The INEX-3 series of consequence management exercises took place in 2005-2006. Earlier INEX series focused primarily on the pre-release, release and short-term post-release phase of a nuclear emergency. The INEX-3 series was established to help NEA member countries better manage their response in the latter phases of a nuclear emergency. INEX-3 participants addressed the decision-making processes employed once serious radiation contamination has taken place. This was achieved by examining the related consequence management issues through a set of tabletop exercises based on a generic "footprint" radiation contamination pattern. Fifteen countries used this footprint to examine how they might, in the wake of such contamination, implement agricultural countermeasures and food restrictions, adopt "soft" countermeasures (such as travel, trade and tourism controls), communicate with the public and move towards recovery.
To evaluate the results of this exercise series, a workshop on the INEX-3 consequence management exercises was held in Paris, France on 30 May-1 June 2006. The workshop was organised by the NEA working party on nuclear emergency management (WPNEM) with the support of the US Department of Energy. About 100 participants from 22 countries and two international organisations shared their national experiences of the exercise, collectively analysed their approaches to the exercise, discussed the implications of any differences on decision makers, and identified issues needing additional examination at the international level. The NEA has published a synthesis report of the exercise series, workshop and follow-up activities.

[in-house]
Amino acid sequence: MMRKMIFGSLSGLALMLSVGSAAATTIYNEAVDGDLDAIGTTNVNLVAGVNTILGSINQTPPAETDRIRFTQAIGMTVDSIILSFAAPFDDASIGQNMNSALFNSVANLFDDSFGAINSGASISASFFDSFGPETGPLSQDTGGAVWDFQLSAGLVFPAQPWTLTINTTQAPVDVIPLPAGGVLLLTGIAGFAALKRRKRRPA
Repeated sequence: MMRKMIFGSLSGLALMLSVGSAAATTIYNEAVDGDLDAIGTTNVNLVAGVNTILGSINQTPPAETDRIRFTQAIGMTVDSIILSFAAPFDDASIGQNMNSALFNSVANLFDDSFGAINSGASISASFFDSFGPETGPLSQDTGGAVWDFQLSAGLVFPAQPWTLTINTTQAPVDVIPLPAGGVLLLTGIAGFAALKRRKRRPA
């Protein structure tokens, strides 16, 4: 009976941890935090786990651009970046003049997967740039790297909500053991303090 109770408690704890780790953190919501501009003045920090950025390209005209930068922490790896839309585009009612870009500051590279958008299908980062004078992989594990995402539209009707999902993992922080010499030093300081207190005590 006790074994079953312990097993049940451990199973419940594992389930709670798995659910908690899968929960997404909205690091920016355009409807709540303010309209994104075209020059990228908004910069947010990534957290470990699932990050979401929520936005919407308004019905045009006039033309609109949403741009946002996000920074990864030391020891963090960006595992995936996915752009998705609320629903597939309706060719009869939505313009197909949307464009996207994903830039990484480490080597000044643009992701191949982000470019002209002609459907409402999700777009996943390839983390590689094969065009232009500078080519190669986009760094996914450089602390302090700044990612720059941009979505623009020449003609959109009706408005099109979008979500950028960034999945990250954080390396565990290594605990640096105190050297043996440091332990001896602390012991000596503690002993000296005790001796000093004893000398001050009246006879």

Based on the experience of this and earlier INEX exercises, the WPNEM has also developed a report on “Strategic aspects of nuclear and radiological emergency management”, which is intended to facilitate compatible and/or consistent approaches to consequence management and recovery amongst the multiple layers of organisations and entities, nationally and internationally, involved in responding to emergency situations.
Last reviewed: 19 March 2013